What is amyloidosis? Amyloidosis occurs when proteins called “amyloid” are deposited outside of cells in various tissues and organs, causing tissue and organ dysfunction. Amyloidosis is uncommon in cats except for Abyssinians, Siamese, Burmese, Tonkinese, Devon Rex, and Oriental Shorthair breeds.
Dermatophilosis is a skin disease most prevalent in warm, wet, or humid climates. This condition is rare in cats, but when it does occur, the chances of contraction are higher in cats with wet skin, or that have skin that is compromised from parasitic bites, such as from fleas or ticks, or other types of wounds.
Feline hemotropic mycoplasmosis (FHM) is the name of a relatively uncommon infection of cats. In the past, this disease was called feline infectious anemia or hemobartonellosis. With this disease, the cat`s red blood cells are infected by a microscopic bacterial parasite.
Chronic Bartonella infection can be associated with relapsing low-grade fever. Chronic eye problems include blurred vision, photophobia, and eye irritation. Bartonella commonly infects bone marrow with resulting bone pain, most commonly the shin bone.

Relevant Questions and Answers :

the most relevant questions and answers related to your specific issue

Q. Why do cats meow?
ANSWER : A. Cat parents often wish they could better understand what their favorite feline friends want or desire. A cat’s meow can be interpreted in many different ways and can indicate an array of feelings and needs. Here are some of the most common reasons for your cat’s vocalizations:

1. Greeting- Many cats will meow as a greeting when you enter your home or walk into a room. Cats will also meow at another cat or animal in the household to extend a hello and acknowledge the other animal’s presence.

2. Attention – An exuberant meow followed by leg rubbing or another attention seeking behavior may indicate your cat is looking for some quality time spent together. Some petting or rubbing behind the ears may be in order.

3. Hunger – A meowing cat is often a hungry cat. This is one of the most common reasons for a cat to vocalize to their owners. A cat will meow to get your attention at feeding times or even when they want extra food.

4. Sickness – A sick or hurt cat may begin to meow excessively, warranting a visit to the veterinarian. There are numerous reasons for a cat in distress to meow—whether it is related to an upset stomach, an injured leg or a urinary blockage. These meows should be carefully investigated.

5. Entering or leaving – Most cats will vocalize when they want to be let in or out of a room. You may notice when you are in the bathroom or behind the closed door of a room that your cat begins to meow, scratches at the door, and often reaches its paw under the door. This is a clear indication that the cat wants to be where you are.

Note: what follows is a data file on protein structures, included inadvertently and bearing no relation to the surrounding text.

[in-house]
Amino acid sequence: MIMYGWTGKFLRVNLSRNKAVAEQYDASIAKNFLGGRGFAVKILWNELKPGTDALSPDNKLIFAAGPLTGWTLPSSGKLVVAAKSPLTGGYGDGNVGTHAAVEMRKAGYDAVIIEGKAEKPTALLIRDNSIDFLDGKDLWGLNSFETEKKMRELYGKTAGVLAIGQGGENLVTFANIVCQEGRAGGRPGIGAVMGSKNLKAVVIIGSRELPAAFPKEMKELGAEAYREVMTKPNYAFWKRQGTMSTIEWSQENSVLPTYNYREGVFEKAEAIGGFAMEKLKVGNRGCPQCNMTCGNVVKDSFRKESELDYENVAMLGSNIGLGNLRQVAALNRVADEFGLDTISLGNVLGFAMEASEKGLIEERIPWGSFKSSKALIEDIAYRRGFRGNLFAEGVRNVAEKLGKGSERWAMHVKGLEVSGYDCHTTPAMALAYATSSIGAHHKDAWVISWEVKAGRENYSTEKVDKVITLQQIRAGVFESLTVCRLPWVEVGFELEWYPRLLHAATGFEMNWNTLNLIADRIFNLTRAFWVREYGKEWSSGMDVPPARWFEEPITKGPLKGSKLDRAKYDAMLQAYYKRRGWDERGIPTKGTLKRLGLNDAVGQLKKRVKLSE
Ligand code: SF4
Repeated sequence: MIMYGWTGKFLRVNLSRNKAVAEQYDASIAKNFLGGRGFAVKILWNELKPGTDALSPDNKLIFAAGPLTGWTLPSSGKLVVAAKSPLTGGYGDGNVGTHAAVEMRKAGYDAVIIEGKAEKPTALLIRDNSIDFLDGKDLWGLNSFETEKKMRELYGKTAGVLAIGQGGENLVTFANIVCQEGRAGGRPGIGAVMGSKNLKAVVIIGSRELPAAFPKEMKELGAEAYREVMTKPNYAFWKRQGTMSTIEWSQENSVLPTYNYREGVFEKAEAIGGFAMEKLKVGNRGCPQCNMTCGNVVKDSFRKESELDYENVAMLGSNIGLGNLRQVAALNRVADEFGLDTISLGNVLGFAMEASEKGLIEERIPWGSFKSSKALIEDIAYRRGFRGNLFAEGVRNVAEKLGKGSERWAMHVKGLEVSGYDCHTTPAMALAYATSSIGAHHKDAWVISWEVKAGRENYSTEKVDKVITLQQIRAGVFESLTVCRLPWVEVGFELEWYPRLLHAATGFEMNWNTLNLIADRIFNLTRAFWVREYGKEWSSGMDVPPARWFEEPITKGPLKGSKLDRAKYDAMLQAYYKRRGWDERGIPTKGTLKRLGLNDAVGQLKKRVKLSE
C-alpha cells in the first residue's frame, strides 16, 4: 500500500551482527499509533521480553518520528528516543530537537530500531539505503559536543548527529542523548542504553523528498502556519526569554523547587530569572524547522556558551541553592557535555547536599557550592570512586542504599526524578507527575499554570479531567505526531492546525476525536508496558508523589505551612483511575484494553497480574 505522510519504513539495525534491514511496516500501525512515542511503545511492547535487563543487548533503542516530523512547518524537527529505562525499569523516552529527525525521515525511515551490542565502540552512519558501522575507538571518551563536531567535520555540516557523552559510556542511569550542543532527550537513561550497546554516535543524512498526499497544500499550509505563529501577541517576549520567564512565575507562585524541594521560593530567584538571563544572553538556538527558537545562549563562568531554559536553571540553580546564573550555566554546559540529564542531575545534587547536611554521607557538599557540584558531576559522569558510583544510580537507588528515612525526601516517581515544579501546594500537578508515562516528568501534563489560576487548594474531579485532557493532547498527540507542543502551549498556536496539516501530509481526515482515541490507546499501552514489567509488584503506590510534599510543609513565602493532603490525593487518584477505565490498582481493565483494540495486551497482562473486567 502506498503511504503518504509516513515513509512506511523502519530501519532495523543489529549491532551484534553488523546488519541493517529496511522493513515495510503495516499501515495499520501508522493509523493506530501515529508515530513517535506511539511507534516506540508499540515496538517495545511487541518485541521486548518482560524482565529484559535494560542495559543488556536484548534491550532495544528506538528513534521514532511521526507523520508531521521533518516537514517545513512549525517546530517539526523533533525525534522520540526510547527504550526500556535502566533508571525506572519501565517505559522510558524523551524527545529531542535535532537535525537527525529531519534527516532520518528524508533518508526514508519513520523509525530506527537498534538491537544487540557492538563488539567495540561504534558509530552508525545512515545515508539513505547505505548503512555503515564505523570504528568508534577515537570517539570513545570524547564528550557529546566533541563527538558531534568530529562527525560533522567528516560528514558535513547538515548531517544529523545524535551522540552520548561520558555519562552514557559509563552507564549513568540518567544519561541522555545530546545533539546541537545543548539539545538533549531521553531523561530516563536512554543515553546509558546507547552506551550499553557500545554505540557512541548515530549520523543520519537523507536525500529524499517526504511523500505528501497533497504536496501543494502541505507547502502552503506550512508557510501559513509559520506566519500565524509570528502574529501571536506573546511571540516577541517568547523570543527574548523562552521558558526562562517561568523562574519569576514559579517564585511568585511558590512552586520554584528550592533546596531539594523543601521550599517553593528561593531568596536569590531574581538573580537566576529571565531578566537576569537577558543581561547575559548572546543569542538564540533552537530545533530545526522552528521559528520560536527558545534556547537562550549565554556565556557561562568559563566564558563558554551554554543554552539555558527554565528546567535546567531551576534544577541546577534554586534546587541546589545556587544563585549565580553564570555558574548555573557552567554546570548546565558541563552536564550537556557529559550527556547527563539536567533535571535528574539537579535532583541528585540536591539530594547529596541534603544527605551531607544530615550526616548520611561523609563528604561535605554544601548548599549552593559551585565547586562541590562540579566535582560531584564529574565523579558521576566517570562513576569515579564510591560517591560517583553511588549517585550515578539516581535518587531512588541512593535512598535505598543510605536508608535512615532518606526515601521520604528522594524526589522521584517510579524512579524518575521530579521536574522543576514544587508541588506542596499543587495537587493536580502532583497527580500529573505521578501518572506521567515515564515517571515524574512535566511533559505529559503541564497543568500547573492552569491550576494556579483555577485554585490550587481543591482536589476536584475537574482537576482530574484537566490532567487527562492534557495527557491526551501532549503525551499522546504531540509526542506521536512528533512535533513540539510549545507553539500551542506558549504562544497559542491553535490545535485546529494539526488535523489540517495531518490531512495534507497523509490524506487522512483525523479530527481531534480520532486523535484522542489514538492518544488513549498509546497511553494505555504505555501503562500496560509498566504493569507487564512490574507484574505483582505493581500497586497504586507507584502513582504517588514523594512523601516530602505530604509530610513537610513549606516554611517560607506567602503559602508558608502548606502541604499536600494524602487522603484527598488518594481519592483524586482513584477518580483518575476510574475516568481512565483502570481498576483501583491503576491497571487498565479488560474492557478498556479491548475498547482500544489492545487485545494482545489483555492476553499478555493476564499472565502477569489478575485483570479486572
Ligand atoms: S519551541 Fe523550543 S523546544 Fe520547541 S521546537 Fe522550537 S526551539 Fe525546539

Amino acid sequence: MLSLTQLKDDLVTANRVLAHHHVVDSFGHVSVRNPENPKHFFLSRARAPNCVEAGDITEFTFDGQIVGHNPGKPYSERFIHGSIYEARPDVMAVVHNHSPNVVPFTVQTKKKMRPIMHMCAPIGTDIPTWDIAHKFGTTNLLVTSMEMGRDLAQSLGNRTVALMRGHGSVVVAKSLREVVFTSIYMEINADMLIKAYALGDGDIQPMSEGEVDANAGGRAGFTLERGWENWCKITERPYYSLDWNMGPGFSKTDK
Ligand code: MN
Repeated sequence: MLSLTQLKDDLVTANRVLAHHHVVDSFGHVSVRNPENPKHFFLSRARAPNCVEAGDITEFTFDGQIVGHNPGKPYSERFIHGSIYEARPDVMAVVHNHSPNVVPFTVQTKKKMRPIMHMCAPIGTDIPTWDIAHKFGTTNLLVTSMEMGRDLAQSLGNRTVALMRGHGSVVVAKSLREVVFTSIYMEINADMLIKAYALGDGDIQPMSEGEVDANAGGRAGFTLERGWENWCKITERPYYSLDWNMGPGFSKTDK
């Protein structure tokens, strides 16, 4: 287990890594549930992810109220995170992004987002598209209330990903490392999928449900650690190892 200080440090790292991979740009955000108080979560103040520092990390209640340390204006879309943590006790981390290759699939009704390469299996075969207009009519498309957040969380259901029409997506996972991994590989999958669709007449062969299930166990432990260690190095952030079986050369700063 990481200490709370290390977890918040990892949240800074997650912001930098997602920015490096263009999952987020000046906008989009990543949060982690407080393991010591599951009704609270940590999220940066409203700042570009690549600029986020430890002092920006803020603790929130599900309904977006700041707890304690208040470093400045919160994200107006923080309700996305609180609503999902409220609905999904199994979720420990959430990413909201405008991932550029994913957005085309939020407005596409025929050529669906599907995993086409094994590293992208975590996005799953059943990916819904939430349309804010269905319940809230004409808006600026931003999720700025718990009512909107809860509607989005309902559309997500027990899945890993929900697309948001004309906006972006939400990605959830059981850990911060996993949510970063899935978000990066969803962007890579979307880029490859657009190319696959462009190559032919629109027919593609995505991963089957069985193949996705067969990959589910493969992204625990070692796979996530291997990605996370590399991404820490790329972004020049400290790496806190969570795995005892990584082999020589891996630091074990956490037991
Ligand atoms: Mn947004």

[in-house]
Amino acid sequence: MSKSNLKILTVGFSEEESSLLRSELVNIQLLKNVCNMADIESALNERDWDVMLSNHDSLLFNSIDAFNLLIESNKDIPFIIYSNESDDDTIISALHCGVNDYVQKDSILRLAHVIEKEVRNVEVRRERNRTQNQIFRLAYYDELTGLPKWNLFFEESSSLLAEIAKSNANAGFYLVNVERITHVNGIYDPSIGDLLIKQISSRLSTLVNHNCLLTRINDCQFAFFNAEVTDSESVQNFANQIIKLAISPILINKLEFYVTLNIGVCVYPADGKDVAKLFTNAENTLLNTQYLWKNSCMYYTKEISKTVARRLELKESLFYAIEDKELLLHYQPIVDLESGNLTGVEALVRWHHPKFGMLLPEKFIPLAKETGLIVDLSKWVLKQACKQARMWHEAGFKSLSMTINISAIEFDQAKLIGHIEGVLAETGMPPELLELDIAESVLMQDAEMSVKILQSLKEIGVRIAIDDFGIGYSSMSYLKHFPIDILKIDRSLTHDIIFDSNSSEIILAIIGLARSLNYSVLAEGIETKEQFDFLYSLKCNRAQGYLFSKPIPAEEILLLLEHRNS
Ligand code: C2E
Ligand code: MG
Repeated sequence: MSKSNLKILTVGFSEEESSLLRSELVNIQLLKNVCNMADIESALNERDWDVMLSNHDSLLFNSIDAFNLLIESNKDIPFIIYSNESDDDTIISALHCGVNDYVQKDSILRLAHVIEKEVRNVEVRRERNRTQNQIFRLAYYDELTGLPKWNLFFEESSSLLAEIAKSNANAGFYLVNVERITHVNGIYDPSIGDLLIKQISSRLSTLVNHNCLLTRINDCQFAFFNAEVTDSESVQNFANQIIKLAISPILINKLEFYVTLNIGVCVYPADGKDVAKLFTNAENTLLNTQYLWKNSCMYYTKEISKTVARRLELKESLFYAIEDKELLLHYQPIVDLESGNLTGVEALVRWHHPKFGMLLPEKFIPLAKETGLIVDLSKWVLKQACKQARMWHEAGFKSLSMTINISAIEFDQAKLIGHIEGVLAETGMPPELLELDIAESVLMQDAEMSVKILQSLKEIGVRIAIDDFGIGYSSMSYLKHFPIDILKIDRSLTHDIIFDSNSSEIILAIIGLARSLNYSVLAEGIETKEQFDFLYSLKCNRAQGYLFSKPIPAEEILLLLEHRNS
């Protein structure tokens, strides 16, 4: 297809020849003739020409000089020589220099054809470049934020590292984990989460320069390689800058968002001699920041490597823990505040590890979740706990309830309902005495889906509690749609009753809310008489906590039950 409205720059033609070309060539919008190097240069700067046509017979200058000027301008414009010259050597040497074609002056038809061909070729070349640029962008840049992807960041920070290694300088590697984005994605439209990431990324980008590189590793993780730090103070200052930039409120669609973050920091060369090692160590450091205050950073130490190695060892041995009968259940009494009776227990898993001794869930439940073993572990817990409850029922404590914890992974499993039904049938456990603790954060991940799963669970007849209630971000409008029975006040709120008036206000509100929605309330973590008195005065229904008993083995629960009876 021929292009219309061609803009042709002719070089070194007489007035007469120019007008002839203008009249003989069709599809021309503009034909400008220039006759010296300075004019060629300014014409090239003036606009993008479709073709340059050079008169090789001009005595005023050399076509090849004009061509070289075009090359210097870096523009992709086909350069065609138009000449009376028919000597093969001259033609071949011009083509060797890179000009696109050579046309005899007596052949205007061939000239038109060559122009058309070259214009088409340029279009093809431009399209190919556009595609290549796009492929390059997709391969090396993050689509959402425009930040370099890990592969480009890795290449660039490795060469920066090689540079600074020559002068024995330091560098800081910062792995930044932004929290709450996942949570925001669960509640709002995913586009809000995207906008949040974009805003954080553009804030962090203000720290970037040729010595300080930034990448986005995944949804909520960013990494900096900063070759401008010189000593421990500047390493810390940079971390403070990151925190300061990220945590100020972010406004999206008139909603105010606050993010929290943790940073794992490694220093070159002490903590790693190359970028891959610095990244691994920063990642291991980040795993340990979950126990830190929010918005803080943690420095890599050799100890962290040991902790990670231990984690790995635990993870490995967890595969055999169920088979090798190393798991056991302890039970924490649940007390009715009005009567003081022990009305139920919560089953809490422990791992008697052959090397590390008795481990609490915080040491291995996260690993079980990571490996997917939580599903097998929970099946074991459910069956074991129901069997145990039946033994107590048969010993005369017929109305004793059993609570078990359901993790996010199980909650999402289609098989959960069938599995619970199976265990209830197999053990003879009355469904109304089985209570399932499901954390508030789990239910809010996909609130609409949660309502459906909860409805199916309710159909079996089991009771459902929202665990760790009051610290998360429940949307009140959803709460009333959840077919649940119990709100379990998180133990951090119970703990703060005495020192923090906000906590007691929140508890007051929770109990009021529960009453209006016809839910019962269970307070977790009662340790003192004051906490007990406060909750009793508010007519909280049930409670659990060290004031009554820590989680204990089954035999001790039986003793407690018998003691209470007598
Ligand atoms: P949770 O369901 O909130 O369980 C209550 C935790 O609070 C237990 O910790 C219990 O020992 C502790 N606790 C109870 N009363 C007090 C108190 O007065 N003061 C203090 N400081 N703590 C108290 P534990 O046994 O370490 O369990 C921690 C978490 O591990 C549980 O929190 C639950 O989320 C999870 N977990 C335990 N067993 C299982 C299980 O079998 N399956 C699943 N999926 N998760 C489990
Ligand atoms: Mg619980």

6. Angry – An agitated cat may meow to warn their owner or another household pet that they are upset and would like to be left alone. This angry meow may increase in sound volume as the cat becomes more stressed or agitated. Often a cat will exhibit this type of meow at the veterinary office when they are unhappy with their examination or restraint.

Each feline is different and so are their vocalizations. Learn to understand the variety of meows your cat uses on a daily basis. This will help you develop a better relationship with your cat and help them live a more trusting and happier life.

Q. My cat continues to scratch on furniture and carpets. He has plenty of scratching posts around the house. Please help!
ANSWER : A. Scratching is a natural behavior in cats that can be frequently frustrating for pet owners who want to keep their furniture from being shredded on a constant basis. The texture of furniture and carpet is very appealing to cats and this why they frequently choose to spend their time on this activity as opposed to playing with their own cat toys. Here are some suggestions to help curb this unwanted behavior:

1. Purchase a cat scratching post or cat tree that is covered in carpeted or textured material. Place it in an appealing spot that your cat would be inclined to spend time (eg. in the sun). You can also place catnip on the scratching post or cat tree to make your cat even more interested in the new object.

2. You can utilize double sided tape on the ends of the furniture because you cat will not like the sticky feeling and will learn to not scratch in that region. Use the tape that has a lighter adhesive in order to prevent any permanent damage. Other materials, such as aluminum foil or bubble wrap can also be placed on the furniture to discourage the scratching.

3. Keep nails trimmed short by either learning to do this on your own at home or using a veterinary technician, or groomer. Nails can usually be trimmed every 6-8 weeks.

4. Redirect the unwanted behavior. If your cat begins scratching, use a favorite or new toy to distract the cat from the scratching. Give your cat positive praise for not scratching.

5. As a last resort you can use a spray bottle full of water to spritz your cat when he or she is scratching inappropriately at your furniture. Generally, cats do not like water and this will discourage them from continuing the behavior.